Do you keep track of recently released mods? Do you ever look at them and think they would be a good fit towards your mods?

    Yes, I check the Nexus daily to look at all the new mods. If I see an outfit I like and want to use, I make an AE version of that mod’s plugin. If I see a weapon I like I download it so it can eventually be integrated into Weaponsmith. My plugin count is high enough that I can’t just install new weapons solo, so integrating them into WSE is a necessity just for me to use them.

    Are you able to complete everything yourself or do you ever have to pass things off to other people?

    I probably could take the time to learn how to do everything I come across, but a lot of times it’s just far more efficient, time-wise, to pass off tasks to other people. When working with a team, it just makes sense for people to work on the parts that are already in their skillset. And when getting help, sometimes it’s easier for someone else to do a task for you than for them to take the time to teach you how to do it yourself.

    How do you take criticism from users? Do you find it useful or frustrating?

    It depends. Bug reports, I embrace wholeheartedly. Even with a team of beta testers, the scope of my mods means that it’s inevitable that a bug or two will sneak through and go unnoticed until a public release gets way more eyes on it.

    Some criticism I’ve gotten on Armorsmith that pisses me off is when people complain that it has too much stuff in it. To me when people complain that it adds apparel items, which if they don’t want to use them they never have to craft them, that pisses me off. What’s the point of complaining about features that are completely optional that you have to opt in to use in the first place?

    Or with Weaponsmith, people complaining about having to download other weapon mods for their assets. That pisses me off because I think they’re just lazy, entitled, whiners. I downloaded and installed all those weapon mods, what’s the big deal? Sure it’s great that some modders allow me to bundle their assets to make the install easier for users, but I don’t consider it a make or break issue. If someone else had made WSE, having to download all the included weapons individually wouldn’t have prevented me from using it. Also on WSE, I get complaints about all the framework dependencies and the scope of the ammo expansion. They want me to make a version that doesn’t integrate Loads and New Calibers. It doesn’t piss me off because it’s a valid opinion on game design, but it’s not one that I share, so it does annoy me because of the amount of effort that went into integrating those two mods. And ultimately people need to remember that I’m making these mods for me, so I make them to my specifications. Asking for me to cater them to you can range from maybe a good idea to pissing me off because you’re asking me to remove work that I spent a bunch of time on. I try not to make assumptions, but I have to assume that asking a modder to undo their work will usually piss them off.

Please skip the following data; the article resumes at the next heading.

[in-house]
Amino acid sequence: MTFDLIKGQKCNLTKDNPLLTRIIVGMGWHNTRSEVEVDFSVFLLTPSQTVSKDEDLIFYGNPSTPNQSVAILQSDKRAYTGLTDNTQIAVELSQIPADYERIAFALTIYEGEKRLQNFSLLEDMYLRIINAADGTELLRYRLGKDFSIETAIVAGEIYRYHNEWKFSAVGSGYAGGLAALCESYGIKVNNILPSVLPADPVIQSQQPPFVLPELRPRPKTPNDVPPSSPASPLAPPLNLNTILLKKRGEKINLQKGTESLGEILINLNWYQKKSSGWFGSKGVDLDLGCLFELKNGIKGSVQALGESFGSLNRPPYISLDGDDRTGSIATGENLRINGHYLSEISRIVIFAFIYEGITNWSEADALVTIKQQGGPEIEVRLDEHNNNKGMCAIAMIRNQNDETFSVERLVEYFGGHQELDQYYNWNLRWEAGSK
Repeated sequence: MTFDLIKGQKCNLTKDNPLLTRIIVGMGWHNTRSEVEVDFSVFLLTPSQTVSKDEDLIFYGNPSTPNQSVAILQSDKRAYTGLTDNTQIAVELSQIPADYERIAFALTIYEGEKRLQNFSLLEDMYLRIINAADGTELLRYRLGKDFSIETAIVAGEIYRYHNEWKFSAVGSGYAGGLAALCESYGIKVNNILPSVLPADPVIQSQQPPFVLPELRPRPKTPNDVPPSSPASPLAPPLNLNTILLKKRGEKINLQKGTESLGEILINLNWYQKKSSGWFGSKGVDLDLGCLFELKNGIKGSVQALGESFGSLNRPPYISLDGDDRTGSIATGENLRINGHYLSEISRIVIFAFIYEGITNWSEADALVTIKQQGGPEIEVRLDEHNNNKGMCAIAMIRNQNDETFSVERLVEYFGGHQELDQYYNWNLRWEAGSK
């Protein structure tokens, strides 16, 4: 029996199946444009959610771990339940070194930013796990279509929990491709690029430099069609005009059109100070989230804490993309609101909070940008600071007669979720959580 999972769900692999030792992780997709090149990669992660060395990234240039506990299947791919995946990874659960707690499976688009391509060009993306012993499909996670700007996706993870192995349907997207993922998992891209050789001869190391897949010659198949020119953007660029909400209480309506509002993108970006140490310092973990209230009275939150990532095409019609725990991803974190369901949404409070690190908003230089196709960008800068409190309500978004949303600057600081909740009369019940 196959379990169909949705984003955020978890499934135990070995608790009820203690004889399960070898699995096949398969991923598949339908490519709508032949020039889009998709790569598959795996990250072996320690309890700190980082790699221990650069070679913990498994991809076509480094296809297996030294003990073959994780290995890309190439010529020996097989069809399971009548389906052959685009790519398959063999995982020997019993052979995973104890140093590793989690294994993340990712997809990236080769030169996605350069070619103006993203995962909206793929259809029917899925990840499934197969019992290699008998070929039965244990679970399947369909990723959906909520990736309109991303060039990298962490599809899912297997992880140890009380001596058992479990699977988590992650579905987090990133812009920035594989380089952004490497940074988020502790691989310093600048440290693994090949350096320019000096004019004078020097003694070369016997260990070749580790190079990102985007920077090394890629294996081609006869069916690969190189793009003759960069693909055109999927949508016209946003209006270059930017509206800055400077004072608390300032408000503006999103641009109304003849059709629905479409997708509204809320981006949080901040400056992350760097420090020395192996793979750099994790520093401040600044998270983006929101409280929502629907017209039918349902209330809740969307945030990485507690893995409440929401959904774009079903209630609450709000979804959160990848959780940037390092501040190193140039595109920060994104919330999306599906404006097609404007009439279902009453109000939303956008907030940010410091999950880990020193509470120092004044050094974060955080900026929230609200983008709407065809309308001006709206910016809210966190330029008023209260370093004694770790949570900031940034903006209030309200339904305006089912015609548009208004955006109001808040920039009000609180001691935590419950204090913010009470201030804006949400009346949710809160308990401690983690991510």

Do you worry about mod compatibility when you develop?

    Yes and no. I don’t let what other people have done effect how I go about creating what I’m trying to do. But at the same time if what I’ve done effects another mod, if it’s something I use then I usually make a patch to integrate them. I don’t make patches for mods I don’t use. Also, like with AWKCR and the Slot Usage Standard I’ve tried to create shared resources that everybody can use which helps everybody makes their mods more compatible with everyone else's.

    If you could offer any advice to our users who want to get into modding what would it be?

    Open some plugins up in FO4Edit. Take a look at how the records interconnect. A lot of things in the game are accomplished through cascading chains of records, so try to learn how the different record types interact with each other. Once you’ve figured out that then you can start adding new items into the game. Also, a lot can be learned by merging plugins. That’s how I got started, and it helped to learn by figuring out how to resolve conflicts between the source plugins.

    Many thanks for taking the time out to chat with us today.[

Comments (19)